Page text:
Global organizations do business in countries where men are given more status than women. Wise business leaders, for the sake of effectiveness, adapt to cultures.
If you don’t adapt to cultures, “Not only will you not be effective, you might inadvertently offend someone.”
Susan Thomas, Managing Consultant with IBM Business Consulting Services, Human Capital Solutions, embraces adapting. She told me when IBM sends teams into foreign countries they are sensitive to things like:
You may find this offensive. But, the business of business is doing business within moral and ethical standards.
Thomas had suggestions for adapting:
- Send in a male team, if necessary.
- Send in more males than females.
- Let men take the lead while women quietly show their competence.
Thomas went to India with an IBM team to lead workshops for an all-male group. The first day of their engagement, she showed up in a traditional Indian outfit, not a sari, but something that included traditional pantaloons.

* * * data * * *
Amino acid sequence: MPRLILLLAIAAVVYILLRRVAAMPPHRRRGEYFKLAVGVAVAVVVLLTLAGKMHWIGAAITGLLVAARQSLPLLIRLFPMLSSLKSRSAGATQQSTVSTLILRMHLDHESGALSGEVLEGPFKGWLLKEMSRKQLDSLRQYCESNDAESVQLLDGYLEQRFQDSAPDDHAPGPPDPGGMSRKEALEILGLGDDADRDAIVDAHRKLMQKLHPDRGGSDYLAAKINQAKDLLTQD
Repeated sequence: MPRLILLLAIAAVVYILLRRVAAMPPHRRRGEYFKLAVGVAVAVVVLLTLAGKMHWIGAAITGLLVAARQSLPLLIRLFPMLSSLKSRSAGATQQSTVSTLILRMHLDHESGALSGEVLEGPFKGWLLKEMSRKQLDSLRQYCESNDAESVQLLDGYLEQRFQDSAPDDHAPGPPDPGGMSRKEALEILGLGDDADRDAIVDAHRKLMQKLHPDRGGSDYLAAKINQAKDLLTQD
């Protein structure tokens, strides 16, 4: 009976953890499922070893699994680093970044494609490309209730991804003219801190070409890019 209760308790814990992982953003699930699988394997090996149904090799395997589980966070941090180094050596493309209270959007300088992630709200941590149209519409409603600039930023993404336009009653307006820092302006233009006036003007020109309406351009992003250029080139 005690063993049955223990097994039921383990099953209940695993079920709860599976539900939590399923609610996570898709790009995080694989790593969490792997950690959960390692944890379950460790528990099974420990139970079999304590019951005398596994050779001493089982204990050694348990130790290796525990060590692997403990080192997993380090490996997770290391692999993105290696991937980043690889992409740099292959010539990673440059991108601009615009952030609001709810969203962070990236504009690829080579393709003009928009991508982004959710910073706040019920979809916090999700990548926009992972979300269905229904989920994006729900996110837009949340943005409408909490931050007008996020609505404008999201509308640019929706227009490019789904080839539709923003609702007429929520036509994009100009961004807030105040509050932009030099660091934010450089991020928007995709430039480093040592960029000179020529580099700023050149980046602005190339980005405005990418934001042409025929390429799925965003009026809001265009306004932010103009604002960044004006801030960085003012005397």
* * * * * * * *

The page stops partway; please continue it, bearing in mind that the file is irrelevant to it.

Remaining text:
The group was delighted. Thomas said, “I needed to create a very solid relationship with them so that they felt comfortable working with me”
You have to fit in before you can standout.
The ultimate goal of adapting, according to Thomas, is building relationships.
We always adapt to each other. It’s the only way we connect. Gender issues may make this an uncomfortable topic. But, it’s necessary.
The good ole boys club still exists in North America. With that in mind:
Should women dress in more masculine ways in order to fit in?
Should female leaders minimize feminine qualities and embrace more masculine qualities in order to enhance their effectiveness?